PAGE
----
A notable feature of Oliver Cromwell’s letter of 25 October 1646 to his daughter Bridget Ireton is the cheerful spirit in which he reports to Bridget the mental distress of her sister Elizabeth Claypole, only seventeen and not yet a year married:

your Sister Claypole is (I trust in mercy) exercised with some perplexed thoughts. She sees her own vanity and carnal mind, bewailing it: she seeks after (as I hope also) that which will satisfy. And thus to be a seeker is to be of the best sect next to a finder; and such an one shall every faithful humble seeker be at the end. Happy seeker, happy finder! Who ever tasted that the Lord is gracious, without some sense of self, vanity, and badness? Who ever tasted that graciousness of His, and could go [become] less in desire, and less than pressing after full enjoyment? 1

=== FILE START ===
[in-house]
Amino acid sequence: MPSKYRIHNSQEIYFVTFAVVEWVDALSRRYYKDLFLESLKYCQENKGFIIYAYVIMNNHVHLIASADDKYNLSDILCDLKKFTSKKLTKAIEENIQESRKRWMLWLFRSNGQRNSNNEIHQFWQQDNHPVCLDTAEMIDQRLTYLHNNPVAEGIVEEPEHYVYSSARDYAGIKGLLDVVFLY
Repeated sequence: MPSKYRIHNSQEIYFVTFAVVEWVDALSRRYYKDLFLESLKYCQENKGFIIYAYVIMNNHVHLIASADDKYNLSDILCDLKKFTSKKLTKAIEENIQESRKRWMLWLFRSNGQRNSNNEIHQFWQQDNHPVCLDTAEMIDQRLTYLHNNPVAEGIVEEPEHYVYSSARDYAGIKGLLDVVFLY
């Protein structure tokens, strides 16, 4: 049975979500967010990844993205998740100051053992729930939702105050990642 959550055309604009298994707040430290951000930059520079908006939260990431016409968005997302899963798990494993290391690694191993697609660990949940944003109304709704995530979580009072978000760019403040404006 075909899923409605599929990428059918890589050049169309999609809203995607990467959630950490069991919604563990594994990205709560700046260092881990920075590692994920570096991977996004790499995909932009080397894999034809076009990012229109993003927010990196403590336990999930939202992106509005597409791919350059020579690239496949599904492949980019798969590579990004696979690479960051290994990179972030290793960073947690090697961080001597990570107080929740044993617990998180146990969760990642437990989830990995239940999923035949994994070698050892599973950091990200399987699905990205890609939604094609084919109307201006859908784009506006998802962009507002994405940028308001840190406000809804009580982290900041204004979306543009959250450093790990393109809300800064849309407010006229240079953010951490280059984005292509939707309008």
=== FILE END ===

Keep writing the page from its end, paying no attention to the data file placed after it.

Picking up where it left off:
Why is this father not distressed that his favorite daughter is distressed? Optimism about the situation is implicit in the scriptural verses that Cromwell’s writing “she seeks” may have recalled to him: those verses in Luke in which Jesus promises that the Father will “give the Holy Spirit to them that ask him” (11:13) and that one had only to “seek, and ye shall find” (11:9). Moreover, the thought that his beloved daughter is perplexed and bewails her own nature cheers Cromwell because he is committed to the idea that introspection rigorously conducted is the surest way to the joy of being fully open to God’s grace, letting Christ into the heart, “that which will satisfy.” 2 This idea is hardly unusual, some sense of it being shared right across the Interregnum religious spectrum from Presbyterian to Quaker. But when radical spiritualists greatly magnified the direct operations of divine grace on the human heart by slighting the role of church ordinances and the preaching of the paid clergy as conduits of grace, this idea of an unmediated relationship between the believer and Christ divided churchman and “enthusiast.” As we shall see, a considerable number of devout people (often called “Seekers” came to disdain all formal worship in churches even before they were able to find satisfaction in private worship; their seeking could be more prolonged, more uncertain, and thus more painful than Cromwell here appears to think.